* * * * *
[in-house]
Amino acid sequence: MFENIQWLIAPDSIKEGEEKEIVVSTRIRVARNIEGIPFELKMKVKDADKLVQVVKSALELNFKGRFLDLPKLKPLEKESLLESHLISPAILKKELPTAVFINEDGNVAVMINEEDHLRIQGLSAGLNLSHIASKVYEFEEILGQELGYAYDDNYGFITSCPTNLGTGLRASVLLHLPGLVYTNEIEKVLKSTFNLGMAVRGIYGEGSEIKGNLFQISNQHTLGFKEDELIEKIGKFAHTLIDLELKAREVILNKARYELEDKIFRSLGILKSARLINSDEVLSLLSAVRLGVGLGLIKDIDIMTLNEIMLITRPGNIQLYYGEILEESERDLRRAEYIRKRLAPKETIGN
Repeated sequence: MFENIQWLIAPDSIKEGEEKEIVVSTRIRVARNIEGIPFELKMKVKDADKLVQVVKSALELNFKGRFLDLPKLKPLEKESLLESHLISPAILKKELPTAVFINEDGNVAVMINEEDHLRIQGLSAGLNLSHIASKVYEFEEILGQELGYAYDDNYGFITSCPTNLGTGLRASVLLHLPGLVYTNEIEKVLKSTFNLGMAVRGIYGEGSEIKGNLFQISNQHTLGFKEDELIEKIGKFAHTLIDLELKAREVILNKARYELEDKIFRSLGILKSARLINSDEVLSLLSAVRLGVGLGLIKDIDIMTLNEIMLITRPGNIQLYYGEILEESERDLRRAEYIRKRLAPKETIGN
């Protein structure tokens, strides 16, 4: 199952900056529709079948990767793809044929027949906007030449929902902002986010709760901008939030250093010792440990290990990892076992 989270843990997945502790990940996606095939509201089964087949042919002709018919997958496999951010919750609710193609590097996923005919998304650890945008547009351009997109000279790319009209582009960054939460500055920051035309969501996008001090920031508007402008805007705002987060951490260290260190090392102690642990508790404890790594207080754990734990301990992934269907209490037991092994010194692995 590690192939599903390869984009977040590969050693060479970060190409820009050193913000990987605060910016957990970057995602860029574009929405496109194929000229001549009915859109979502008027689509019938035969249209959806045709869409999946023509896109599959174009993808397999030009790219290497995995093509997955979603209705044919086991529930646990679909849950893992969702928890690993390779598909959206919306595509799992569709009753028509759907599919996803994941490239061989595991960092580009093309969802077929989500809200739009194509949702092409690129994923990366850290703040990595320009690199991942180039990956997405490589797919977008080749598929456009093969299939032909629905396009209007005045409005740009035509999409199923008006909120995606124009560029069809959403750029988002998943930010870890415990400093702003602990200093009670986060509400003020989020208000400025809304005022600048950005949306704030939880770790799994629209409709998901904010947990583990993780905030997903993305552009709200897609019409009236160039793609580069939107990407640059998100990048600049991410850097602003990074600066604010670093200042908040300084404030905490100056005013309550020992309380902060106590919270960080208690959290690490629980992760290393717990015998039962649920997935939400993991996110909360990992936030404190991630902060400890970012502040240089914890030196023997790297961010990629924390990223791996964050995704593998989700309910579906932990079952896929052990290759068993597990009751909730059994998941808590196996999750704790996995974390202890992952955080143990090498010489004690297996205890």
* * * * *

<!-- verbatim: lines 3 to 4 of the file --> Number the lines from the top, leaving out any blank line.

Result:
Repeated sequence: MFENIQWLIAPDSIKEGEEKEIVVSTRIRVARNIEGIPFELKMKVKDADKLVQVVKSALELNFKGRFLDLPKLKPLEKESLLESHLISPAILKKELPTAVFINEDGNVAVMINEEDHLRIQGLSAGLNLSHIASKVYEFEEILGQELGYAYDDNYGFITSCPTNLGTGLRASVLLHLPGLVYTNEIEKVLKSTFNLGMAVRGIYGEGSEIKGNLFQISNQHTLGFKEDELIEKIGKFAHTLIDLELKAREVILNKARYELEDKIFRSLGILKSARLINSDEVLSLLSAVRLGVGLGLIKDIDIMTLNEIMLITRPGNIQLYYGEILEESERDLRRAEYIRKRLAPKETIGN
């Protein structure tokens, strides 16, 4: 199952900056529709079948990767793809044929027949906007030449929902902002986010709760901008939030250093010792440990290990990892076992 989270843990997945502790990940996606095939509201089964087949042919002709018919997958496999951010919750609710193609590097996923005919998304650890945008547009351009997109000279790319009209582009960054939460500055920051035309969501996008001090920031508007402008805007705002987060951490260290260190090392102690642990508790404890790594207080754990734990301990992934269907209490037991092994010194692995 590690192939599903390869984009977040590969050693060479970060190409820009050193913000990987605060910016957990970057995602860029574009929405496109194929000229001549009915859109979502008027689509019938035969249209959806045709869409999946023509896109599959174009993808397999030009790219290497995995093509997955979603209705044919086991529930646990679909849950893992969702928890690993390779598909959206919306595509799992569709009753028509759907599919996803994941490239061989595991960092580009093309969802077929989500809200739009194509949702092409690129994923990366850290703040990595320009690199991942180039990956997405490589797919977008080749598929456009093969299939032909629905396009209007005045409005740009035509999409199923008006909120995606124009560029069809959403750029988002998943930010870890415990400093702003602990200093009670986060509400003020989020208000400025809304005022600048950005949306704030939880770790799994629209409709998901904010947990583990993780905030997903993305552009709200897609019409009236160039793609580069939107990407640059998100990048600049991410850097602003990074600066604010670093200042908040300084404030905490100056005013309550020992309380902060106590919270960080208690959290690490629980992760290393717990015998039962649920997935939400993991996110909360990992936030404190991630902060400890970012502040240089914890030196023997790297961010990629924390990223791996964050995704593998989700309910579906932990079952896929052990290759068993597990009751909730059994998941808590196996999750704790996995974390202890992952955080143990090498010489004690297996205890």